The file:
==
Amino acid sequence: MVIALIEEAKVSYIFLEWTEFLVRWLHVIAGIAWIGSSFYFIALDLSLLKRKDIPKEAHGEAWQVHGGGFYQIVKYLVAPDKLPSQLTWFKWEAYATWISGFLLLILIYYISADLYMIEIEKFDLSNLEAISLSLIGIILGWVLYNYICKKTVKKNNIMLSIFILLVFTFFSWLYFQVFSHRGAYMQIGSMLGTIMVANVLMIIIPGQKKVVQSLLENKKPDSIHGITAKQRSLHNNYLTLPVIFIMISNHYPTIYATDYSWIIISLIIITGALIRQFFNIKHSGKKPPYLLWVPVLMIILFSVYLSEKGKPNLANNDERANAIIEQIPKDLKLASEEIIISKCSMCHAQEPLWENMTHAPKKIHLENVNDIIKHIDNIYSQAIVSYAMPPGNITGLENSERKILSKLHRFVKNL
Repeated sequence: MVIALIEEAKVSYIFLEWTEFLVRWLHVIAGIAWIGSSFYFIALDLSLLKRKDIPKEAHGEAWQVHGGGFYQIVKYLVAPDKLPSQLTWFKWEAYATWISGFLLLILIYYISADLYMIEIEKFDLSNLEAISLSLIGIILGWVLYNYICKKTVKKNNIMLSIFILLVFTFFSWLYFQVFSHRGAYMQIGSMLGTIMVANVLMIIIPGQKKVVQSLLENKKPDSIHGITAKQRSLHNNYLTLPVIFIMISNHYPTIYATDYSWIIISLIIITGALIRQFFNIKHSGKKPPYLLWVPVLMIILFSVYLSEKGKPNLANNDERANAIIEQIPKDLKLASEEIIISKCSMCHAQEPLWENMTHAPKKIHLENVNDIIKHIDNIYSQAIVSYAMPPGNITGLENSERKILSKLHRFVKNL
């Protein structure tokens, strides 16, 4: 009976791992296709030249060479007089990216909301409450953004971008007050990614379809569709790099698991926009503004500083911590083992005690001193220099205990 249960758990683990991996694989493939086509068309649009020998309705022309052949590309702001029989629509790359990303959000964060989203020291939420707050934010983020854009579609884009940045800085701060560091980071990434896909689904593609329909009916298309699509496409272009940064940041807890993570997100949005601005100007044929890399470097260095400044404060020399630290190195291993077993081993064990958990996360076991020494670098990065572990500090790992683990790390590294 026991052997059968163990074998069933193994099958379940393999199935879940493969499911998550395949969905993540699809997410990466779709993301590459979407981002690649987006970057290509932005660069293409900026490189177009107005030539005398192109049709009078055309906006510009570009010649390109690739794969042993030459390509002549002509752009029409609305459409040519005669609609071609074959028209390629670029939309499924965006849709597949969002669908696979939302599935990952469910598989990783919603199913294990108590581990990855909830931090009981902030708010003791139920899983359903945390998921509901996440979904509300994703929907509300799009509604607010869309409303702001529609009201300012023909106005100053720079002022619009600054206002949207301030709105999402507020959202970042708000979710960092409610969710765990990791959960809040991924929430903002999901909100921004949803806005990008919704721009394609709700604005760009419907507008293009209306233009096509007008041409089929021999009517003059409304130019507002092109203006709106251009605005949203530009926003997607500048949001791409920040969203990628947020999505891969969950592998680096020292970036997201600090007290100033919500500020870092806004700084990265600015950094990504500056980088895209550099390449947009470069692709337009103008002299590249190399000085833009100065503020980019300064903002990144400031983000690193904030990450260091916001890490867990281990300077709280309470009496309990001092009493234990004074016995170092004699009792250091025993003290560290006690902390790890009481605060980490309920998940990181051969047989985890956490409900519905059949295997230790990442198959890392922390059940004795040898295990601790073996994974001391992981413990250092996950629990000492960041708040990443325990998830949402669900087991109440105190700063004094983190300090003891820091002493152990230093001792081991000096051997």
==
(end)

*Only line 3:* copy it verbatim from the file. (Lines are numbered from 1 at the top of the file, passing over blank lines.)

């Protein structure tokens, strides 16, 4: 009976791992296709030249060479007089990216909301409450953004971008007050990614379809569709790099698991926009503004500083911590083992005690001193220099205990 249960758990683990991996694989493939086509068309649009020998309705022309052949590309702001029989629509790359990303959000964060989203020291939420707050934010983020854009579609884009940045800085701060560091980071990434896909689904593609329909009916298309699509496409272009940064940041807890993570997100949005601005100007044929890399470097260095400044404060020399630290190195291993077993081993064990958990996360076991020494670098990065572990500090790992683990790390590294 026991052997059968163990074998069933193994099958379940393999199935879940493969499911998550395949969905993540699809997410990466779709993301590459979407981002690649987006970057290509932005660069293409900026490189177009107005030539005398192109049709009078055309906006510009570009010649390109690739794969042993030459390509002549002509752009029409609305459409040519005669609609071609074959028209390629670029939309499924965006849709597949969002669908696979939302599935990952469910598989990783919603199913294990108590581990990855909830931090009981902030708010003791139920899983359903945390998921509901996440979904509300994703929907509300799009509604607010869309409303702001529609009201300012023909106005100053720079002022619009600054206002949207301030709105999402507020959202970042708000979710960092409610969710765990990791959960809040991924929430903002999901909100921004949803806005990008919704721009394609709700604005760009419907507008293009209306233009096509007008041409089929021999009517003059409304130019507002092109203006709106251009605005949203530009926003997607500048949001791409920040969203990628947020999505891969969950592998680096020292970036997201600090007290100033919500500020870092806004700084990265600015950094990504500056980088895209550099390449947009470069692709337009103008002299590249190399000085833009100065503020980019300064903002990144400031983000690193904030990450260091916001890490867990281990300077709280309470009496309990001092009493234990004074016995170092004699009792250091025993003290560290006690902390790890009481605060980490309920998940990181051969047989985890956490409900519905059949295997230790990442198959890392922390059940004795040898295990601790073996994974001391992981413990250092996950629990000492960041708040990443325990998830949402669900087991109440105190700063004094983190300090003891820091002493152990230093001792081991000096051997």